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TSPRA E-newsletter

November 13, 2019
In this issue...

Feature Story
Conference 2020

Other Stories
♦ Important Due Dates
♦ Grammar Tips
♦ Star Awards

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A Claim, a Fact, a Benefit 

Here's a method that will help you write a good single-point message. It should contain a claim, a fact and a benefit. For example:
Claim: The new reading curriculum has had proven success across the country.
Fact: It has raised reading scores by a minimum of 22 percent.
Benefit: As a result, we expect similar gains in reading competency for our students.

- Jim Dunn, APR, president of
Jim Dunn & Associates,
Liberty, Mo., and an NSPRA past president

TSPRA Tweets


RT @verleysixfour: What cool @tspra kids will wear next Tues. Sleep in, or join in TSPRA Connect Run/Walk is Feb. 25, 7am supporting the JJ…


History of Texas Public Schools Week

The Freemasons in the state of Texas initiated the celebration of Texas Public Schools Week (TPSW). The celebration is traditionally proclaimed for the first full week in March in order to coordinate with the celebration of Texas Independence Day on March 2.

In December 1950, Grand Master William Jennings Burris, who had been active in the educational programs of the public schools of McAllen, outlined this program for the observance of Public Schools Week. His desire was to create a long-lasting program of collaboration with all Texas citizens to an important institution and invaluable resource--our public schools and our children. Burris issued a proclamation calling upon all Texas Masons to not only assist in the program, but to impress upon their friends the importance of a closer affiliation between parents and teachers, and a revival of interest in the educational system.

In his message, Burris said:
"It is important that each of the Lodges understand fully that the proclamation that I issued on December 26 is to be fulfilled in each point, as it is so important that we, as Masons, dedicate this one week to the very important subject of Public Schools, since through the effort of the Order, public schools in Texas were given their birthright.  I feel that the type of program proposed will accomplish this important undertaking."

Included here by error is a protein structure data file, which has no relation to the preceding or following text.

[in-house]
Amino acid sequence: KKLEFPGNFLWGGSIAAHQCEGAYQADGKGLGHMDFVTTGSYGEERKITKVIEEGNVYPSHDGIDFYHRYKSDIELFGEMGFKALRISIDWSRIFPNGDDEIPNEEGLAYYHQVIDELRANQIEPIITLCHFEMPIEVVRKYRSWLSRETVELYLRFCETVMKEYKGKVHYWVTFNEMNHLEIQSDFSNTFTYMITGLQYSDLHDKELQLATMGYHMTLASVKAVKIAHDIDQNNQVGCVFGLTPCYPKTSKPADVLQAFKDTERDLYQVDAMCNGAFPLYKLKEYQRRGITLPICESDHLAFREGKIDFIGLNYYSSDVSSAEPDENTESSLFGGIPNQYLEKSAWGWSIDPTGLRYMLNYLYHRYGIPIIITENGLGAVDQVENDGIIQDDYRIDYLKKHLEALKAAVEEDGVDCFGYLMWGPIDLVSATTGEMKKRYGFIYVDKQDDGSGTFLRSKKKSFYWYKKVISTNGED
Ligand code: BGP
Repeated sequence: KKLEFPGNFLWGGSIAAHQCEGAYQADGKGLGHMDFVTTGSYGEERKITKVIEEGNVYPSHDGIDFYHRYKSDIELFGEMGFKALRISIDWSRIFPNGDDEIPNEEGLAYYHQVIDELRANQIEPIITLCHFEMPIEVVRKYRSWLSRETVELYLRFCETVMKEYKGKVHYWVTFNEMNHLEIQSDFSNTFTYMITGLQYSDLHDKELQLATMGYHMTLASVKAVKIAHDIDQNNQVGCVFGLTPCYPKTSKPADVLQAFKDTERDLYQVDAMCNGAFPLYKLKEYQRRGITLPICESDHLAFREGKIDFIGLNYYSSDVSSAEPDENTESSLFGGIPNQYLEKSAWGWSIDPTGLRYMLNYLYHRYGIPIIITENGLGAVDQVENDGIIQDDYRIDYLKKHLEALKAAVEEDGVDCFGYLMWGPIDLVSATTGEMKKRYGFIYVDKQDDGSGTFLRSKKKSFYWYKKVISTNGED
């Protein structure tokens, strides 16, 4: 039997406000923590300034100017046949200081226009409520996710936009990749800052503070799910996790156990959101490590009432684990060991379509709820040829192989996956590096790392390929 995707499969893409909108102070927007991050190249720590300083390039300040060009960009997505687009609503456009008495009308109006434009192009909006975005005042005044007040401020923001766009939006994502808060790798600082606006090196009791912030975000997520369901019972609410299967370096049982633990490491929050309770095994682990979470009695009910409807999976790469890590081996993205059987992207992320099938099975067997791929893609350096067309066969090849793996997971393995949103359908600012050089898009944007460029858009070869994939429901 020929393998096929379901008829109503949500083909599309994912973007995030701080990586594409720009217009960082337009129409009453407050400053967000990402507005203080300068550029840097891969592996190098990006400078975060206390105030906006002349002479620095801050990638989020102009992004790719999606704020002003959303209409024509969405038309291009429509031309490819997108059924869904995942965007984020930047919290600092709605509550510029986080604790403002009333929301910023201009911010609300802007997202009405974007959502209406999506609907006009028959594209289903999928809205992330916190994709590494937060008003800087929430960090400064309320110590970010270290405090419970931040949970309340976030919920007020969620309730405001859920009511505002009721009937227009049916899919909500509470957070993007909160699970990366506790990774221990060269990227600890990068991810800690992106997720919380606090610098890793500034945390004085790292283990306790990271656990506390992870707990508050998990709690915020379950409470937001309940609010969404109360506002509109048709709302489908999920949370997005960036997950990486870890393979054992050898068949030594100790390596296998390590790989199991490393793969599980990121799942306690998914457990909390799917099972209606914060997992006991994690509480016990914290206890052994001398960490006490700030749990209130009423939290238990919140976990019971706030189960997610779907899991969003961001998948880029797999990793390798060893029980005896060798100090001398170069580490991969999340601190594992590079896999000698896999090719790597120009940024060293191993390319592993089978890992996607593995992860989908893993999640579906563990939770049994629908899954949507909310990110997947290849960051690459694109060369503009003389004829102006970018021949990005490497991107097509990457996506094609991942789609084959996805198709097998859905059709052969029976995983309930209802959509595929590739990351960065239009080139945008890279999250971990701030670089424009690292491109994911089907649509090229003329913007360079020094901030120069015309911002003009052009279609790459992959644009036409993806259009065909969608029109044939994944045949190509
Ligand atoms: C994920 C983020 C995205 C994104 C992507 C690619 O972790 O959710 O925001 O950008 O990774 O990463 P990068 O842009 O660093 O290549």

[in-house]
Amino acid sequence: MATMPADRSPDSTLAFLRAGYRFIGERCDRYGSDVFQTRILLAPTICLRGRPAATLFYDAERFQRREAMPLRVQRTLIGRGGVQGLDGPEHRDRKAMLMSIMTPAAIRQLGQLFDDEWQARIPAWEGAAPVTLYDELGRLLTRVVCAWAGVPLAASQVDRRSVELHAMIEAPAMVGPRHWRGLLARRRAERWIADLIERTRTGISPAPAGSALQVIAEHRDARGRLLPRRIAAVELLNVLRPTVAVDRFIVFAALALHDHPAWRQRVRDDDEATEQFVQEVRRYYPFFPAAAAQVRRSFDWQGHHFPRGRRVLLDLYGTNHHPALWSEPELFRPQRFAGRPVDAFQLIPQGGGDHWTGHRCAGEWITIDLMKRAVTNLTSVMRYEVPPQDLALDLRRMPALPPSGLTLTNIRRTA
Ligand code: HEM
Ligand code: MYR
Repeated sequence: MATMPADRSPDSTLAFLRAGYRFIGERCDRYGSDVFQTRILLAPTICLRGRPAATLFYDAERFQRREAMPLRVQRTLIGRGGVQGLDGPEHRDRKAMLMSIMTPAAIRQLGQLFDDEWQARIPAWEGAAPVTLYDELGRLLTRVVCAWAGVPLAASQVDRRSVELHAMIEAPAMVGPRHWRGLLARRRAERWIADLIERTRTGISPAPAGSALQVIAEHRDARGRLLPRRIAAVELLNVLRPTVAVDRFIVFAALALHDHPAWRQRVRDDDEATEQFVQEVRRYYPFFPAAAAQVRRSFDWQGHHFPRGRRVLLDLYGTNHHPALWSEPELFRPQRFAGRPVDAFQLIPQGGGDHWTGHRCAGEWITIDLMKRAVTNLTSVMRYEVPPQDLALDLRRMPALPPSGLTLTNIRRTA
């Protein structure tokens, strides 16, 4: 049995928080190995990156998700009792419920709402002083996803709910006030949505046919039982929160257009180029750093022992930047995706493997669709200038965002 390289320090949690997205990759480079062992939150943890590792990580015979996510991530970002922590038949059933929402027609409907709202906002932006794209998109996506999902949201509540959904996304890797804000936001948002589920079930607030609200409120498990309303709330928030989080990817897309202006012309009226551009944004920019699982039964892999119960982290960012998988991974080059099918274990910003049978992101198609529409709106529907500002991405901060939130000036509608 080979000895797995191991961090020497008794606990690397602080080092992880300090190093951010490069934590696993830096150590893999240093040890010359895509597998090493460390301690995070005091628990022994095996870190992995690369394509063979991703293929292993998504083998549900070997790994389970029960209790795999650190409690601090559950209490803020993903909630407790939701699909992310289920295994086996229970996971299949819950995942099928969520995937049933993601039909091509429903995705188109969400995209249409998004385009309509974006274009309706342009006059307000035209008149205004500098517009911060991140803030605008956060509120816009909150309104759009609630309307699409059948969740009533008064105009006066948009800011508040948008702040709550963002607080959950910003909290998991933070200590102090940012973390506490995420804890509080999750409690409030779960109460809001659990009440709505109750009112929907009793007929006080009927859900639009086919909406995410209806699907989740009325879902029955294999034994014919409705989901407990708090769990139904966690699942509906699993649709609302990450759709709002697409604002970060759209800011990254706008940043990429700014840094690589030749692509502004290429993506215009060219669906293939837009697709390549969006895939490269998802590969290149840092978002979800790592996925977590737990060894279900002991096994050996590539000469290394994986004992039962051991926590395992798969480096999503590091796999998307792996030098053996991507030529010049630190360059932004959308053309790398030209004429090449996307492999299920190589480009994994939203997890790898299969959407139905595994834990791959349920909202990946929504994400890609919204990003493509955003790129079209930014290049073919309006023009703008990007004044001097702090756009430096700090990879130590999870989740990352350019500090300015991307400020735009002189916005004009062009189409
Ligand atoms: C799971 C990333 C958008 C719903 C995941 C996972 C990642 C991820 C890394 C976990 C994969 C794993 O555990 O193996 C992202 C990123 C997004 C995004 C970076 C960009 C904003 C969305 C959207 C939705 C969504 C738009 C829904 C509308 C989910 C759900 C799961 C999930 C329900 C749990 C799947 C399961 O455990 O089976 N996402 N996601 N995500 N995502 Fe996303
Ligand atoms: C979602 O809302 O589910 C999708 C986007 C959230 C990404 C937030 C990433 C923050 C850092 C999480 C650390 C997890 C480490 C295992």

The Texas School Public Relations Association (TSPRA) began a tradition of designing a campaign logo and theme each year to help school districts coordinate their celebrations. Members of the association create and produce a kit which besides the logo includes celebration ideas, sample press releases, proclamations, and more. These kits were especially helpful for smaller districts who did not have the creative resources to come up with their own campaign.

TSPRA has found though that many schools and districts no longer have time to fully celebrate during that first week due to statewide standardized exams. For awhile, the association suggested that schools select any week in March to celebrate. The Pick-a-Week in March seemed to solve the probalem for awhile. But soon that too posed problems with testing and spring break schedules. 

After considering several options, TSPRA decided to rename their campaign efforts as Celebrate Texas Public Schools, taking the focus off of just a one week celebration and moving to a year long campaign.



Links You Can Use

>The FBI has a report covering 63 active shooters in the U.S. between 2000-2013. It examines specific behaviors that may precede an attack. Read the report HERE. Listen to the podcast HERE.

>Want an easy way to ensure your messaging is grammatically correct? Check out Grammarly, a free writing app you upload to your browser. It checks copy in emails, social media posts and more. 

Ever wonder what size your images need to be for different social media platforms? Click HERE for a complete 2019 size guide.  

>The Texas Tribune has a tool to see how vaccine exemption rates have changed in school districts and private schools across the state.

COSchedule Blog has an easy-to-understand blog post on how to write a press release, and it includes great examples and a template.

> Do you need an easy way to create quick graphics for social media or newsletters? There is a great free online tool you can use that is very user-friendly called Canva. There are loads of templates and free graphics and images you can use. They also have a mobile app for designing on-the-go. 



We want to know a little more about our members for a new infographic we are designing. Please take five minutes or less to fill out THIS QUICK SURVEY. It will help us provide as accurate information as possible. 

Your answers will be kept completely confidential and will be a part of a bigger, combined picture of our membership.

Surveys are due by next Tuesday, October 22 by 11:59 p.m.